When it comes to getting pregnant, misunderstanding and myths abound. How many times have you heard some variation of the following to boost your chances of getting pregnant:
- Put a pillow under your hips during sex.
- Cycle your legs in the air after sex.
- Have the man in the back to better deposit the sperm (“doggy-style”).
- Save up sperm by having less sex in order to maximize your chances during your fertile time.
So, what’s truth and what is fiction?
1. What Sexual Position is Best for Getting Pregnant?
There is no evidence that any one sexual position is better than another for getting pregnant. According to Dr. Allan Pacey, Professor of Andrology at Sheffield University, and keynote presenter at the European Society of Human Reproduction and Embryology Conference in Helsinki last week, contrary to popular belief putting a pillow under your hips, or having the male partner enter from behind, or avoiding the missionary position will not increase your odds of getting pregnant. Basically, when it comes to getting pregnant having any sex any way is good.
2. Does Raising Your Legs After Sex Help You Get Pregnant?
While plenty of women trying to conceive stick their legs up the wall after sex or even cycle their legs midair, no evidence supports this practice. Studies have shown it takes about 10 minutes for sperm to reach the egg in the fallopian tubes regardless of what a woman does with her legs after sex. According to Dr. Pacey in his ESHRE keynote, “By the time you’ve had a cuddle, recovered your breath, and you’ve got out of bed, the [sperm] that are going to fertilize the egg, are in there already. … Lying down after sex, yes I can see that, but no more than five minutes.”
3. Does Having an Orgasm Increase the Chances of Getting Pregnant?
Why yes it does! But maybe not for the reasons you think. Studies have shown that women who have orgasms get pregnant more often. People think that the contractions that happen to a woman during an orgasm draw the sperm towards the egg; however, a closer look at those studies indicates that the reason orgasmic women got pregnant more often is because they had sex more often. Pretty simple, right? We do more of what we enjoy.
4. How Often Should You Have Sex to Increase the Odds of Conceiving?
We all know that the timing of sex is important—you need to be having sex during the women’s fertile period in her cycle (ovulation) in order to get pregnant. But how often during that fertile time should you be having sex?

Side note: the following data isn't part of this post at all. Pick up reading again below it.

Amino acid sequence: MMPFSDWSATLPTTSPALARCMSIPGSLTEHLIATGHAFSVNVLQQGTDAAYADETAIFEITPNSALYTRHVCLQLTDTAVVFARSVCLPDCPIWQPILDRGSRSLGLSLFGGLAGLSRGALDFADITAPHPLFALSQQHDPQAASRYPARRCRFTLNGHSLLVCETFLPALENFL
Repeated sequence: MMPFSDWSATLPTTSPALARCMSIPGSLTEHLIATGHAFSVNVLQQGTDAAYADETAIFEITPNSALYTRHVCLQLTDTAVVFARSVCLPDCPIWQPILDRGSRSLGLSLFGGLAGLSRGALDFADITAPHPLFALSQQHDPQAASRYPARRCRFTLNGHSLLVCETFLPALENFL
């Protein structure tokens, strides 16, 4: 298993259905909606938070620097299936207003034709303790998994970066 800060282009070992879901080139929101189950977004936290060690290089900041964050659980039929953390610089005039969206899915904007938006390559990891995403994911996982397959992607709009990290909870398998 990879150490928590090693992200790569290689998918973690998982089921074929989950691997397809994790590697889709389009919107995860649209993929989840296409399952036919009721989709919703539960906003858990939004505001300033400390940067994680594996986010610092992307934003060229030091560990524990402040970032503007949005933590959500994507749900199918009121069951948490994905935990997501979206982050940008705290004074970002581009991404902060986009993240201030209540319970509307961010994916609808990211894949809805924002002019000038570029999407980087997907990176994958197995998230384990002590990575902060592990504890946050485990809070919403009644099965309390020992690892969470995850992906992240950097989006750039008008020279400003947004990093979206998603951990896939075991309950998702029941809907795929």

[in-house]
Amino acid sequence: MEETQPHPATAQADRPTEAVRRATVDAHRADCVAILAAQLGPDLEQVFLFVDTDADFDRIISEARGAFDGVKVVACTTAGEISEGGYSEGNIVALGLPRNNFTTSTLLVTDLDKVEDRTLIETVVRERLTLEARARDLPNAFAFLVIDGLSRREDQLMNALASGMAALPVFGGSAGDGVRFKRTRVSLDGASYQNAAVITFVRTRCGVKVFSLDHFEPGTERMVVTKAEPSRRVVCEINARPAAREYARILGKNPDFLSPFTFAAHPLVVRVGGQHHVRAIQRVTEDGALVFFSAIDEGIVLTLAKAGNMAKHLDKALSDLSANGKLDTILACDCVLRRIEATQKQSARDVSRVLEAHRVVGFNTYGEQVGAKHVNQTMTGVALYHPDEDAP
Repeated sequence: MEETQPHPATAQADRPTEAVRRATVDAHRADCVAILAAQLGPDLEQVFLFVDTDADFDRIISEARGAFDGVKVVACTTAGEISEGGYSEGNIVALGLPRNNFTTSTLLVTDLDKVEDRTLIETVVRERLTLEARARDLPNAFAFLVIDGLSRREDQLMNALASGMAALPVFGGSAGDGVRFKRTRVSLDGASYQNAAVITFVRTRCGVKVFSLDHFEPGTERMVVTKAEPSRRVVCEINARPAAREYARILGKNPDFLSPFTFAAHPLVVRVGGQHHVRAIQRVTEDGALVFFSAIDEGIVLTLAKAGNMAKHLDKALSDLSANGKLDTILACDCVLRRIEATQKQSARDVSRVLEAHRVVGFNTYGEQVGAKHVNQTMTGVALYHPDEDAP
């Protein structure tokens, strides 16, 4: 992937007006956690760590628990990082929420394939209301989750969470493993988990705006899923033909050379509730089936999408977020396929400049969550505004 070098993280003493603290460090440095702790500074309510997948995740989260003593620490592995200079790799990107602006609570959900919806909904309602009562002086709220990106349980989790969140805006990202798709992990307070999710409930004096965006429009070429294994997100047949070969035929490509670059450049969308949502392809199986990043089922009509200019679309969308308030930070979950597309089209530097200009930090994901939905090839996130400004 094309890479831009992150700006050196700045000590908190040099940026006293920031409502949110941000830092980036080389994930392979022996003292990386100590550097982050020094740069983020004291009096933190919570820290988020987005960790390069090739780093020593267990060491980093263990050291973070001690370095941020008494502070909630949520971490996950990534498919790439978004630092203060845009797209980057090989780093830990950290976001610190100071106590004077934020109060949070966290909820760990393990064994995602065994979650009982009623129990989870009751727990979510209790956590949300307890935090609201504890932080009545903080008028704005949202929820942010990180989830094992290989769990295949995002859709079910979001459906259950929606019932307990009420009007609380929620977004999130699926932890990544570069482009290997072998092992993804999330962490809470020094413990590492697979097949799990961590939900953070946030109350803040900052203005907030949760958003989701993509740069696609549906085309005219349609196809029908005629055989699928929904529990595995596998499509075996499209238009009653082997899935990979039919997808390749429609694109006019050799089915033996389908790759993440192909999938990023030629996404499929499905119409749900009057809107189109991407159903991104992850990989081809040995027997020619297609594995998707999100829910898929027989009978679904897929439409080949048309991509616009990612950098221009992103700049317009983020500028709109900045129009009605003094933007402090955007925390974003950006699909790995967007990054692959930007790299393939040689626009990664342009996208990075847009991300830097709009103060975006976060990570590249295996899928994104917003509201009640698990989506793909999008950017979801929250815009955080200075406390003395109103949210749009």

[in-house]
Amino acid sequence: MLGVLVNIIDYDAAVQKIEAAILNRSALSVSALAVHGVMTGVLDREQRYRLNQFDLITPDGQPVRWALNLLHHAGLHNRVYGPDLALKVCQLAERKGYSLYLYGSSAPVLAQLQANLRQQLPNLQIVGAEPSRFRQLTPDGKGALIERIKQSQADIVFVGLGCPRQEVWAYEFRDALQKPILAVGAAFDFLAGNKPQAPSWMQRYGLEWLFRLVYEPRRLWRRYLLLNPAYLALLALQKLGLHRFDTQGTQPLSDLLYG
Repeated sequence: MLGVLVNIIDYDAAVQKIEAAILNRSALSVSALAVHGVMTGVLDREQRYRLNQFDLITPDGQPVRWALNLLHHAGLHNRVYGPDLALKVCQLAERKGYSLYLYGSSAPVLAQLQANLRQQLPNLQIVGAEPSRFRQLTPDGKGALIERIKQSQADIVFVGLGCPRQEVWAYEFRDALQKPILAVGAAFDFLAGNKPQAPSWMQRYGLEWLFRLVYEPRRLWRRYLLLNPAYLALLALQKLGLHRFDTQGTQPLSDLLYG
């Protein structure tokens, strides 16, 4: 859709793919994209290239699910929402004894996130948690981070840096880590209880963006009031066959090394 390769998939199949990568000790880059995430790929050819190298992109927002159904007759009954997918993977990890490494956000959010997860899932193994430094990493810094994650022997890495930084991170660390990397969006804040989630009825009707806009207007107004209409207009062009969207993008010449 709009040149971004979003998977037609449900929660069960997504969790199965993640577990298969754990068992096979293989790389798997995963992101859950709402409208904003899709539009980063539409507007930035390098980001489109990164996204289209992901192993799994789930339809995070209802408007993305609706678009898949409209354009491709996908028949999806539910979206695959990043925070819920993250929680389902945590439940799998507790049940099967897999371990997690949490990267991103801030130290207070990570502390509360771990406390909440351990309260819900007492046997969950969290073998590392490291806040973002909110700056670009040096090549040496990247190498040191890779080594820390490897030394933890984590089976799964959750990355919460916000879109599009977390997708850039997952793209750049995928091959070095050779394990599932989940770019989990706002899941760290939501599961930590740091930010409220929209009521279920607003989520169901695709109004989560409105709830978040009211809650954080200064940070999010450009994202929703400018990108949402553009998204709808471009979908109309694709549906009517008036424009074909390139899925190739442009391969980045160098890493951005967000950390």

Past studies have indicated that daily sex (or ejaculation) for seven days prior to ovulation or fertility treatment (IUI or IVF) improved sperm motility and decreased sperm DNA fragmentation. Researchers believe this may be because the sperm had a shorter exposure in the testicular ducts and epididymis to reactive oxygen species/free radicals.
Recent research now indicates that even more frequent sex or ejaculation is better. Having sex two times within an hour can make men three times more fertile.
British scientists looked at 73 couples using Intrauterine Insemination (IUI), where the sperm in placed directly into the uterus. The typical pregnancy rate for IUIs is about 6%. In this study, sub-fertile men where asked to produce two sperm samples within an hour to be used with the IUI fertility procedure. When the second semen sample was used, the pregnancy rate jumped to 20 %. There is no reason to think that these results would also be applicable to those conceiving naturally.
According to recent research presented at the ESHRE fertility conference: “If you want to get pregnant, have lots sex – as much as you want, however you want – and enjoy it.”
Other Creating a Family resources you will enjoy:
- Increasing the Odds of Getting Pregnant Without Fertility Treatment
- 5 Things You Must Do Before Your 1st Visit to a Fertility Clinic
- Lifestyle Choices that Increase Your Chances of Getting Pregnant
- Getting Pregnant after 40 (With or Without Fertility Treatment)
Add Your Comment
I was married at 32 and immediately tried to get pregnant. When I was unable to conceive I had blood tests for fertility and was told that I had an FSH (follicle stimulating hormone) of 54 and would not be able to have children. Even though the doctors knew that I had been diagnosed with Hashimoto’s thyroiditis since age 25, no one bothered to check my thyroid levels. my TSH was measured at .001. My Synthroid dosage was lowered.